How My “Procrastination Cleaning” Ritual Relieves Stress
When I was in college, the kitchen in our off-campus housing was never cleaner than when finals week rolled around or when a big paper was due. The pattern continued years later, when I was working on another degree and I’d scrub my kitchen grout before studying for a test.
I never thought much about why I did this except to realize ruefully that I procrastinated pressing necessary tasks by cleaning (and to wryly observe that the house was cleanest when I had something else I was supposed to be doing). Maybe mixed in with these feelings was a bit of self-congratulation that others procrastinated cleaning itself, but I procrastinated by cleaning (although I’m not sure who ends up in the better situation!).
In any case, as I was digging into this a bit further recently, I came across an article in Current Biology entitled “Effects of Anxiety on Current Ritualized Behavior.” The piece discusses how “stress can result in ritualized behavior” and that “ritualization might be an anxiety-reducing coping strategy.” This sounded all too familiar to me, and the puzzle pieces began to click. Could it be that cleaning hadn’t been merely a tool to put off something unpleasant, but that I’d known intuitively that cleaning — my own “ritualized behavior” — would make me feel better?
It looks like it’s possible. In the summary of the article, the authors point out that “environmental uncertainty and uncontrollability cause psycho-physiological distress to organisms.” Facing down an anatomy test or the blinking cursor on a blank page, in my experience, certainly constituted “environmental uncertainty and uncontrollability” and I can attest that they caused “psycho-physiological distress” to this “organism” (me!).
The article goes on to explain that “a common response involves ritualization, that is, the limitation of behavioral expressions to predictable stereotypic and repetitive motor patterns … [which] serve to regain a sense of control over an uncertain situation.” My behavior of cleaning involves a set of motor patterns that result in a predictable outcome: a clean space. So my cleaning rituals, when performed under the stress that’s caused by something else in my environment, allow me to regain a sense of control over my situation. This sense of control, in turn, helps me feel more regulated. The ritual of cleaning is my own “anxiety-reducing coping strategy.”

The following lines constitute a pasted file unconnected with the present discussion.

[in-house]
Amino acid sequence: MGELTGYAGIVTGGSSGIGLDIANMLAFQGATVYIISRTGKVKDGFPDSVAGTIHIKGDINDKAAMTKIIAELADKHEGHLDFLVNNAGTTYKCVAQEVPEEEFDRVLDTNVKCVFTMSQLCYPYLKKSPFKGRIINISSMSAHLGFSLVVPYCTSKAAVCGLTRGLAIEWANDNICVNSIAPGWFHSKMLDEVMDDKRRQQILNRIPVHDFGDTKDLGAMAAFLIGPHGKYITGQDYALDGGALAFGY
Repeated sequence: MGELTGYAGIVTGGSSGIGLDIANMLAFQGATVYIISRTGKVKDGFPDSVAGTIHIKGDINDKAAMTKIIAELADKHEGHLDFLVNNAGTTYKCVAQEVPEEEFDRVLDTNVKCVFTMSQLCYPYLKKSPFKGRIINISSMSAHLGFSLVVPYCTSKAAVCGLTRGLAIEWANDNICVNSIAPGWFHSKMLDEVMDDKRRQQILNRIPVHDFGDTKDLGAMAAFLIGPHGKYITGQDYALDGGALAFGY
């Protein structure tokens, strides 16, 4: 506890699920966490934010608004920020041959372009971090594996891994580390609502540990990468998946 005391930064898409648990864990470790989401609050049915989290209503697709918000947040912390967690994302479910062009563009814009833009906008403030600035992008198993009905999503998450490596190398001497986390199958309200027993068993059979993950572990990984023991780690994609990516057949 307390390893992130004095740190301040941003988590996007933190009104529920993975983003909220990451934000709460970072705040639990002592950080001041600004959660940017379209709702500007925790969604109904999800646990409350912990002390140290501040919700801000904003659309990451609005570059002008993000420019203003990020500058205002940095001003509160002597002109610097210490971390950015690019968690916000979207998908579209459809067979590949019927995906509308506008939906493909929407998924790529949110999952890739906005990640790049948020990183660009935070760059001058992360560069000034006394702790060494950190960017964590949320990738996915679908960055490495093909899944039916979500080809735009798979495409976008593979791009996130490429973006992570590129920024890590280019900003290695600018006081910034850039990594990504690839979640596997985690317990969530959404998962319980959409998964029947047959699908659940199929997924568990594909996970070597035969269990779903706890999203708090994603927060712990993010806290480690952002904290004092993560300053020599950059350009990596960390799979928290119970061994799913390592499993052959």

Another way to look at this is by discussing the need to minimize entropy. The study’s authors describe that when faced with an uncontrollable/unpredictable situation, the “organism” will experience a high-entropy state and want to minimize it and “increase prediction success.” For instance, my high-entropy risk, like the paper I need to write or the test coming up, comes with low predictive abilities and therefore induces anxiety. On the other hand, engaging in a ritualistic behavior with a predictable outcome such as cleaning minimizes entropy and lowers anxiety.
Engaging in these low-entropy rituals may help you regain a feeling of control over the situation. As the article points out: “In turn, this regained sense of control might result in anxiety alleviation and, consequently, lead to better performance.”
This is huge. According to the idea purported in this study, my procrastination isn’t a harmful avoidance tactic. Rather, choosing to clean when I’m stressed seems to be an adaptive way that I’ve been lowering my entropy levels, bringing my anxiety levels down so that when I finally sit down to do that high-stakes difficult task, I can perform even better.
While I’ve done this for years without knowing it, becoming cognizant of the psychological mechanisms of what’s happening has made me view myself more kindly. I’m not doing something bad by cleaning before doing something hard; I’m lowering my anxiety levels through a “ritual” (that has the additional benefit of making my home more pleasant, it must be pointed out!) that makes me the best version of myself.